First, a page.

Something that makes Voices.com stand out is its approach to the marketplace. The kind of work that we provide through the platform exemplifies content that will educate, entertain, and inspire, all while keeping to an ‘E For Everyone’ standard. Our commitment to this has created a safe environment for professionals to do business.
Are you working on any exciting new projects now? How do you think that will help people?
The voice of the customer is extremely important to us. We’ve been working on projects that will serve them better and make their user experience the best it can be. I’m passionate about helping voice actors get work and all my efforts are focused in that direction. Finding new and exciting ways to showcase our voice talent and introduce new businesses to what we have to offer never gets old.
What advice would you give to other female leaders to help their team to thrive?
Get to know your team members and understand their personality types. It’s amazing how much stronger and empowered your people can be when their strengths are known and are leveraged daily in their roles. One of my favorite personality typing frameworks is Myers-Briggs. While it certainly doesn’t cover everything about a person, you sure do learn a lot about yourself, where you get your energy from, how you think, process information, and make decisions. This knowledge about yourself and others is endlessly helpful in understanding the right ways to encourage each other to really thrive.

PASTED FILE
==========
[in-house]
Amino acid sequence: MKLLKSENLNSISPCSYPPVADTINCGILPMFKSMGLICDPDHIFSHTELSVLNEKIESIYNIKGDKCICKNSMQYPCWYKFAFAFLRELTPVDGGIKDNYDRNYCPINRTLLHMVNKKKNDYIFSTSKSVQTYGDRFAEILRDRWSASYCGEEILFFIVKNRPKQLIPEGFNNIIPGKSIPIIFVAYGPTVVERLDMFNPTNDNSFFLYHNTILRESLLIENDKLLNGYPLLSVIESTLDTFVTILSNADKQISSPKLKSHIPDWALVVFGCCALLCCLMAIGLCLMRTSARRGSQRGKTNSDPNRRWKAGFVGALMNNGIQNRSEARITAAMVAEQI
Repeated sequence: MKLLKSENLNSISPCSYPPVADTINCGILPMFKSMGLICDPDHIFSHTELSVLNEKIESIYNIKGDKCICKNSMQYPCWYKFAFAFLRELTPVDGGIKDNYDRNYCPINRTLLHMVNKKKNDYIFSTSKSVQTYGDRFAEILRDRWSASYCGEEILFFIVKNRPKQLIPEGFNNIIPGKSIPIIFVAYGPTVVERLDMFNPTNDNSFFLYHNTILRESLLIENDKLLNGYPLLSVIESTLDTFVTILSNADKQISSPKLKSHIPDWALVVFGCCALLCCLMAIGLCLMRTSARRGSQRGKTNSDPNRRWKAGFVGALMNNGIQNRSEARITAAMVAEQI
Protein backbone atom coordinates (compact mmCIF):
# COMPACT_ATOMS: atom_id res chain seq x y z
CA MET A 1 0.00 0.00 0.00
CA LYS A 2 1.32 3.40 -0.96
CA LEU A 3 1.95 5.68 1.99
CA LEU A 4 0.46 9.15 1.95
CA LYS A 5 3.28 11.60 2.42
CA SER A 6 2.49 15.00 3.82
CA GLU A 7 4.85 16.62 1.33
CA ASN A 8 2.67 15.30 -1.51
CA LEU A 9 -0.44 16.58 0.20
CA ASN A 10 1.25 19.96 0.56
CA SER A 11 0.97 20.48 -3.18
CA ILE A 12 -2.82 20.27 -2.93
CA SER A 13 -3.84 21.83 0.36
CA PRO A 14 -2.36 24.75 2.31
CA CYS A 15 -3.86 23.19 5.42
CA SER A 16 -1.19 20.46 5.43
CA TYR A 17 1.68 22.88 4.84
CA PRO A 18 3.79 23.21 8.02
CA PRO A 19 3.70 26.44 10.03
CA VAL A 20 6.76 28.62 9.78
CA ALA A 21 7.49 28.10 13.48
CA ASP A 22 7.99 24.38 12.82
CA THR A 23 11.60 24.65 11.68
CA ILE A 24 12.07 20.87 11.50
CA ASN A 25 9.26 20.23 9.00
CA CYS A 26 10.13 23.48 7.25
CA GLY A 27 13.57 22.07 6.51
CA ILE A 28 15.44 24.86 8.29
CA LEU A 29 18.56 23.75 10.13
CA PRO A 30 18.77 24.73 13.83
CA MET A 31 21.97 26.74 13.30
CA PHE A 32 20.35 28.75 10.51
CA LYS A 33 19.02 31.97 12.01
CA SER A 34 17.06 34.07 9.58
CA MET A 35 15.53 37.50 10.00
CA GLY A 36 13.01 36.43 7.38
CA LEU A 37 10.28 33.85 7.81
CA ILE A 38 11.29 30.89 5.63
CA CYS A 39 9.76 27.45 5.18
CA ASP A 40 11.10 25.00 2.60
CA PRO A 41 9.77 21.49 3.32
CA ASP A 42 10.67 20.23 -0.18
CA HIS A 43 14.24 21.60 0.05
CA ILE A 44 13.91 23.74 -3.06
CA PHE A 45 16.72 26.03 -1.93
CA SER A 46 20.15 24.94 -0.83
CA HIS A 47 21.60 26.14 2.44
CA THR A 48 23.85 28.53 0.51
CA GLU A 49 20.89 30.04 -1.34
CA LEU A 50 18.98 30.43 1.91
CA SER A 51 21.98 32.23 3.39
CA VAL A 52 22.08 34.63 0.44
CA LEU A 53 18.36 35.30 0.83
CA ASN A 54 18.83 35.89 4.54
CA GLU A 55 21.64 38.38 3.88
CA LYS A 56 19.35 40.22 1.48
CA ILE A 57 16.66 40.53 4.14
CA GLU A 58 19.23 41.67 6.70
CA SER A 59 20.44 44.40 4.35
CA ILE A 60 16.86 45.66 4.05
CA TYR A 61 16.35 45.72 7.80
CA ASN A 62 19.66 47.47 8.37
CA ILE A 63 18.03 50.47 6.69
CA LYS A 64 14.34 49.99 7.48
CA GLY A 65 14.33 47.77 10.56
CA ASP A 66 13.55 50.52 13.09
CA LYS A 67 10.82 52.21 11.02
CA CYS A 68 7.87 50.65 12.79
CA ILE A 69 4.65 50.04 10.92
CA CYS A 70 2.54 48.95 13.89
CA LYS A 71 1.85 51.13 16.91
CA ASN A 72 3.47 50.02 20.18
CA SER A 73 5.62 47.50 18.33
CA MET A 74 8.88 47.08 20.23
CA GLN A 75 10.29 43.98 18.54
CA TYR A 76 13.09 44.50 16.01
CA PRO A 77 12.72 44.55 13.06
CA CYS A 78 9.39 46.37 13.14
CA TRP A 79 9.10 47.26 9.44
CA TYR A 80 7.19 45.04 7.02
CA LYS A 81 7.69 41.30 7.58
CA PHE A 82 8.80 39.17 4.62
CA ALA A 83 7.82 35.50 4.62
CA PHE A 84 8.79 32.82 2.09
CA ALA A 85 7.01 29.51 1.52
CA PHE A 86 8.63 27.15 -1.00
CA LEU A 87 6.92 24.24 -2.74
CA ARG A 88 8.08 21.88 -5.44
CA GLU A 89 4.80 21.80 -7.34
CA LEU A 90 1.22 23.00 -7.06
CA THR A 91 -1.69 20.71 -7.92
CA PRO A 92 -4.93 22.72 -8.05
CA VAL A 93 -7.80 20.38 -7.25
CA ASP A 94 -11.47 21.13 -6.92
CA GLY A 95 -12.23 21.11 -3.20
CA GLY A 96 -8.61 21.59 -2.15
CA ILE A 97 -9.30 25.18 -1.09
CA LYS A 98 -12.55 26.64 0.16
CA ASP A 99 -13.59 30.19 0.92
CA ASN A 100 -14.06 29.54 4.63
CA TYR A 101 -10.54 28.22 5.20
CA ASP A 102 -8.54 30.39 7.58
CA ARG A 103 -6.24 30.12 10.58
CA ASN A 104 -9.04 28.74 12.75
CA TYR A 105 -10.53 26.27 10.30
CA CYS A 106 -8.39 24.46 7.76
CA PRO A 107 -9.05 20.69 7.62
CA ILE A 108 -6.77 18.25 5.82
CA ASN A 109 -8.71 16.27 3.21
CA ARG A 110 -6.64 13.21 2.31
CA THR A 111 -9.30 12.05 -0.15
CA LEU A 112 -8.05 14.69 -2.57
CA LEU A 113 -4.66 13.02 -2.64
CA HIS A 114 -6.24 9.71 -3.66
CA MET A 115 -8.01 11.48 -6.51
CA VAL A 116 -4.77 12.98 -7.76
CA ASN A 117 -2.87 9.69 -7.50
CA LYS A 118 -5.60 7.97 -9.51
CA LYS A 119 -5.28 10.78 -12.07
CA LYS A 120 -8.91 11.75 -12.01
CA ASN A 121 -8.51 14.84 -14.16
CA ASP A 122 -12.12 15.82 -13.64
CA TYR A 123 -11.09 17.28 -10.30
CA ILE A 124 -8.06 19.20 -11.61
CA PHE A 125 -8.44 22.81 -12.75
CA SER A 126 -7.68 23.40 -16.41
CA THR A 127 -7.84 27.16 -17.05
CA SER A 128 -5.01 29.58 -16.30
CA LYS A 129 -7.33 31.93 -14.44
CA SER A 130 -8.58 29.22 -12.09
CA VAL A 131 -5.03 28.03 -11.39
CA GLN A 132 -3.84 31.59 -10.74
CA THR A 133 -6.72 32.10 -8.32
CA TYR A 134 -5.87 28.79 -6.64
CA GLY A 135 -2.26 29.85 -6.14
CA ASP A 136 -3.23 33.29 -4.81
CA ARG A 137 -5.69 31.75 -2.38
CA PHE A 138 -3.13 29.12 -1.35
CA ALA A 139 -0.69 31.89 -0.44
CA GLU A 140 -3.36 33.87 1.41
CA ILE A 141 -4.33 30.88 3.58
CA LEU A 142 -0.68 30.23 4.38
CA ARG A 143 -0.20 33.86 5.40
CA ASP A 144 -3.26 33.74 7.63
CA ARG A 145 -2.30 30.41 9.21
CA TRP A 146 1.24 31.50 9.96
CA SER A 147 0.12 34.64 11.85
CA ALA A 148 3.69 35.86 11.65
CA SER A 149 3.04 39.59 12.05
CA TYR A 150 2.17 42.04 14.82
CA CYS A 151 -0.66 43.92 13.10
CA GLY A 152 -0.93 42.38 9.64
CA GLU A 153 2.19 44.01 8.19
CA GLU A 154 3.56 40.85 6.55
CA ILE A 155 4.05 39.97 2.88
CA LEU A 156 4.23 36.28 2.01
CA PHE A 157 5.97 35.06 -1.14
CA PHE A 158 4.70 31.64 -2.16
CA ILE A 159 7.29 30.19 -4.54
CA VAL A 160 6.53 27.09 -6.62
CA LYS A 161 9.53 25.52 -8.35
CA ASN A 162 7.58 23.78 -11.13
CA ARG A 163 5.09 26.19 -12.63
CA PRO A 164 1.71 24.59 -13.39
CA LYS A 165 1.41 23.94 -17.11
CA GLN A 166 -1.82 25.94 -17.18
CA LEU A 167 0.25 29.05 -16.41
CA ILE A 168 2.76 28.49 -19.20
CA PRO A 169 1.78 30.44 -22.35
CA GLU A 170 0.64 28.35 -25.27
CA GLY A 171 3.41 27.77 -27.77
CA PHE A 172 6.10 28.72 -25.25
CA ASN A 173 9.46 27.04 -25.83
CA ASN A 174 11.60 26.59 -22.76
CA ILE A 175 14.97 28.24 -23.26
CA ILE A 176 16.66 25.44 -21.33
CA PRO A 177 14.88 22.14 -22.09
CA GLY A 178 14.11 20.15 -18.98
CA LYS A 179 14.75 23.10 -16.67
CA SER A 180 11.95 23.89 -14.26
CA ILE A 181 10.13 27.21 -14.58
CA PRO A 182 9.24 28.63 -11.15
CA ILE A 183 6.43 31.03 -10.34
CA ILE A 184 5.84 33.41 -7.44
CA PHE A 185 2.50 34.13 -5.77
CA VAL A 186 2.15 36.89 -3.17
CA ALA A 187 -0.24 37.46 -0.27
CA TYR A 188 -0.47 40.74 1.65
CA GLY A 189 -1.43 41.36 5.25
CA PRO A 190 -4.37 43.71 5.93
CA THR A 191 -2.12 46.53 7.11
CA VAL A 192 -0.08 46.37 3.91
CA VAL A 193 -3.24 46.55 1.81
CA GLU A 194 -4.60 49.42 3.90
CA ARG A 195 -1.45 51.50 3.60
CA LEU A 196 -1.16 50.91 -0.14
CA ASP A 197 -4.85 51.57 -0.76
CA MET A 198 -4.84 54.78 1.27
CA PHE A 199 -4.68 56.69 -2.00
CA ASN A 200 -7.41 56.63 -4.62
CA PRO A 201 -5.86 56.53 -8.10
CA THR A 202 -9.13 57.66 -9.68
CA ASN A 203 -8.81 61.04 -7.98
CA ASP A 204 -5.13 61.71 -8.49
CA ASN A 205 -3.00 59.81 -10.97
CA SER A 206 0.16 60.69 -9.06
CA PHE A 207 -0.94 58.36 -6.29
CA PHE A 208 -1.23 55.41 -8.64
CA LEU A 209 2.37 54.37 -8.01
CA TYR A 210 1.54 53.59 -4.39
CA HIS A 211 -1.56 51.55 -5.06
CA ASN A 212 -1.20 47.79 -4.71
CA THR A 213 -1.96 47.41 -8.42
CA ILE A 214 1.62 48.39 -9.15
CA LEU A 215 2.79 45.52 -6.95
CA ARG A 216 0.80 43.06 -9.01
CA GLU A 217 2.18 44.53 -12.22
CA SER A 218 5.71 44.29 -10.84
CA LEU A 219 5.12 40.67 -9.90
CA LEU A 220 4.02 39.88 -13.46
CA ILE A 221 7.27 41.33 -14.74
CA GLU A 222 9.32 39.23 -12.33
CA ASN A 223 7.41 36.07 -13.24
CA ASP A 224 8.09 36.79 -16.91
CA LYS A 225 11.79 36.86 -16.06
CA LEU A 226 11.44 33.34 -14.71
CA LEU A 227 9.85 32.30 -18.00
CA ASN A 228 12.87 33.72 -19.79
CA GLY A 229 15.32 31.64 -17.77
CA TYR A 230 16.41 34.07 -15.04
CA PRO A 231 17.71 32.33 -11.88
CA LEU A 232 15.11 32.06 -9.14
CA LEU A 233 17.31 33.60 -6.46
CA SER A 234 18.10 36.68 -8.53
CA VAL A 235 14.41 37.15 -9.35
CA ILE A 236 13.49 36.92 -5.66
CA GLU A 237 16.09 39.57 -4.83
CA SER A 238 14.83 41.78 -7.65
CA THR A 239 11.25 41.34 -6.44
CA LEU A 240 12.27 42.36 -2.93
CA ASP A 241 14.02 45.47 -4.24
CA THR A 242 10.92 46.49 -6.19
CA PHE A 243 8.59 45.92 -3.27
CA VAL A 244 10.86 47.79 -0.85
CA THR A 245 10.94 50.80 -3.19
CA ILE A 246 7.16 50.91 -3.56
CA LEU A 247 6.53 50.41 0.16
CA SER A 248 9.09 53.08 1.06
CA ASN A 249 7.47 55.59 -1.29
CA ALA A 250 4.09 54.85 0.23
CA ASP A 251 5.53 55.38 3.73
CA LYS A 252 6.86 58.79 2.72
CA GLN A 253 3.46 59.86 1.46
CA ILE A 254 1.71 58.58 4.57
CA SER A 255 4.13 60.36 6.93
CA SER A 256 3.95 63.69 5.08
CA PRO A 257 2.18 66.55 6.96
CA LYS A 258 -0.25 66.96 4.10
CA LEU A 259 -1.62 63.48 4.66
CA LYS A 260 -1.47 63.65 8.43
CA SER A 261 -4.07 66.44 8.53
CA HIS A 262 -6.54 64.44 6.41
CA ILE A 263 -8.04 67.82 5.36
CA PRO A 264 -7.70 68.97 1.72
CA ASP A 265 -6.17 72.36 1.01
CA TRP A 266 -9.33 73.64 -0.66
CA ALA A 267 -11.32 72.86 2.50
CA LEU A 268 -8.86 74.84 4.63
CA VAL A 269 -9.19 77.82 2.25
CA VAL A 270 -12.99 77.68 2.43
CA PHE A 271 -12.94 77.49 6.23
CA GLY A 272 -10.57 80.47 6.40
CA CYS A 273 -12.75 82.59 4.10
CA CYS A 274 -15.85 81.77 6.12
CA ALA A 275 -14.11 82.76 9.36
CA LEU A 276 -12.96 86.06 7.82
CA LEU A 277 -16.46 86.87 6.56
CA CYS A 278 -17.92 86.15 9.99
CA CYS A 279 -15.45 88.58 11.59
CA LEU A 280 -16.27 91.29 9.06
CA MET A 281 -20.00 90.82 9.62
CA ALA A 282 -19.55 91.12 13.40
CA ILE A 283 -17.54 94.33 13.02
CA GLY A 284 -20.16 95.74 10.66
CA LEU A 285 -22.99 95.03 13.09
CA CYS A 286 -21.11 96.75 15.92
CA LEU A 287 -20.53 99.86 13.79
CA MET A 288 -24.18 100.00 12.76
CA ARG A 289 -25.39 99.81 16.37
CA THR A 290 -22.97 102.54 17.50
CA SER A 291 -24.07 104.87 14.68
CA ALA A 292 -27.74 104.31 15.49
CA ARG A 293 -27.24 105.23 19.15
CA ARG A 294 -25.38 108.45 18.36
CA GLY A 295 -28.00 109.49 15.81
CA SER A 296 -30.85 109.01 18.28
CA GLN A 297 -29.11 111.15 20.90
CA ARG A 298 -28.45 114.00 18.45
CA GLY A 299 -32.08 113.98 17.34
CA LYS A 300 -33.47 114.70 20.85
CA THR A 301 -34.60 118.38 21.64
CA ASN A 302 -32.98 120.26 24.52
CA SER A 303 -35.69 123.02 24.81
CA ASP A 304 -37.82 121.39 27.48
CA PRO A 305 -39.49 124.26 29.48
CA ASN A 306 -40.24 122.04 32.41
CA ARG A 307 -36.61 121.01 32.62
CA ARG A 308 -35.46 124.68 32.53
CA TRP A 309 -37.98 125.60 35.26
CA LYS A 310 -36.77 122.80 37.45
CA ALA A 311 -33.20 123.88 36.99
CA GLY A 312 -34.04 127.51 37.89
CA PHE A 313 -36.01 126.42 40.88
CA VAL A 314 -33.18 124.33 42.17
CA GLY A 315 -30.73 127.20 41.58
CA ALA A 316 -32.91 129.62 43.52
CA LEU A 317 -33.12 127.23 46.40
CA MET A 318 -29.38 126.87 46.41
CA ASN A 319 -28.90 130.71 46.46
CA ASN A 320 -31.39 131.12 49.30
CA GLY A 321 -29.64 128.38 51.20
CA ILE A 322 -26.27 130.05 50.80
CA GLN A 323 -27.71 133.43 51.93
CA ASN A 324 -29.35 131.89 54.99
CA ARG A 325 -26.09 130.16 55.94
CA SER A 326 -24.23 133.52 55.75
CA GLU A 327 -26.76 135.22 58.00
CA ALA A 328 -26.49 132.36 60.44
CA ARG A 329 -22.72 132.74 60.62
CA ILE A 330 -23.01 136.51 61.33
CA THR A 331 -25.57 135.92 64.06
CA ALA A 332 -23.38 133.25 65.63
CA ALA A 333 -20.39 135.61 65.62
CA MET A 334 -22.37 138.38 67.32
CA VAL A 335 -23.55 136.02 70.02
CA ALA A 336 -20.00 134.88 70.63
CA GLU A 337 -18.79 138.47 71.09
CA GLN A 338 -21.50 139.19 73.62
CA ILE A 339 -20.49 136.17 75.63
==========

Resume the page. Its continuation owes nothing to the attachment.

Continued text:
None of us are able to achieve success without some help along the way. Is there a particular person who you are grateful towards who helped get you to where you are? Can you share a story about that?
Definitely my mother. My mom has always been my biggest cheerleader and she gave me every opportunity possible growing up to develop my voice and serve others using that same gift. One of the first occasions was singing at mass. The organist was singing on his own and my mom spotted an opportunity for me. The result was the beginning of a decade-long commitment that helped me on my journey as a soloist and also put me on the trajectory that led to pursuing a career in music, studying music at university, the newspaper article about a young man who’d opened a recording studio (given to me by my mother), meeting my future husband at said recording studio, and eventually starting Voices.com with him as co-founder.